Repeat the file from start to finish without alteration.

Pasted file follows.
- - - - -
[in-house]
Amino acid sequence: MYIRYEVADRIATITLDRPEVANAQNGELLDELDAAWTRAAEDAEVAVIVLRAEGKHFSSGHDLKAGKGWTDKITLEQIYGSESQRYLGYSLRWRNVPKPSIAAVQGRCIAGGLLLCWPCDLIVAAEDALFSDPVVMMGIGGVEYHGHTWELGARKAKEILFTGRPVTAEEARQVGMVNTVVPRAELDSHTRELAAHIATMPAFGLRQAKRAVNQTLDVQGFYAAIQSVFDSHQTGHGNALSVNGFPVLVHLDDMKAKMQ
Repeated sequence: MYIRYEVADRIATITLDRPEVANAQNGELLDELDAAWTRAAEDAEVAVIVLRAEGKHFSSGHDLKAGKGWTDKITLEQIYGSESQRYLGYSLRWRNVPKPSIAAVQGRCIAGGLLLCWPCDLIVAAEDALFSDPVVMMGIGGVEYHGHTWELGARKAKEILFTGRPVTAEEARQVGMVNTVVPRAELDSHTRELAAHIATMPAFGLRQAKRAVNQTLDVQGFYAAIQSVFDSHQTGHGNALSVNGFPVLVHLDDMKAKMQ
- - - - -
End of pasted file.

[in-house]
Amino acid sequence: MYIRYEVADRIATITLDRPEVANAQNGELLDELDAAWTRAAEDAEVAVIVLRAEGKHFSSGHDLKAGKGWTDKITLEQIYGSESQRYLGYSLRWRNVPKPSIAAVQGRCIAGGLLLCWPCDLIVAAEDALFSDPVVMMGIGGVEYHGHTWELGARKAKEILFTGRPVTAEEARQVGMVNTVVPRAELDSHTRELAAHIATMPAFGLRQAKRAVNQTLDVQGFYAAIQSVFDSHQTGHGNALSVNGFPVLVHLDDMKAKMQ
Repeated sequence: MYIRYEVADRIATITLDRPEVANAQNGELLDELDAAWTRAAEDAEVAVIVLRAEGKHFSSGHDLKAGKGWTDKITLEQIYGSESQRYLGYSLRWRNVPKPSIAAVQGRCIAGGLLLCWPCDLIVAAEDALFSDPVVMMGIGGVEYHGHTWELGARKAKEILFTGRPVTAEEARQVGMVNTVVPRAELDSHTRELAAHIATMPAFGLRQAKRAVNQTLDVQGFYAAIQSVFDSHQTGHGNALSVNGFPVLVHLDDMKAKMQ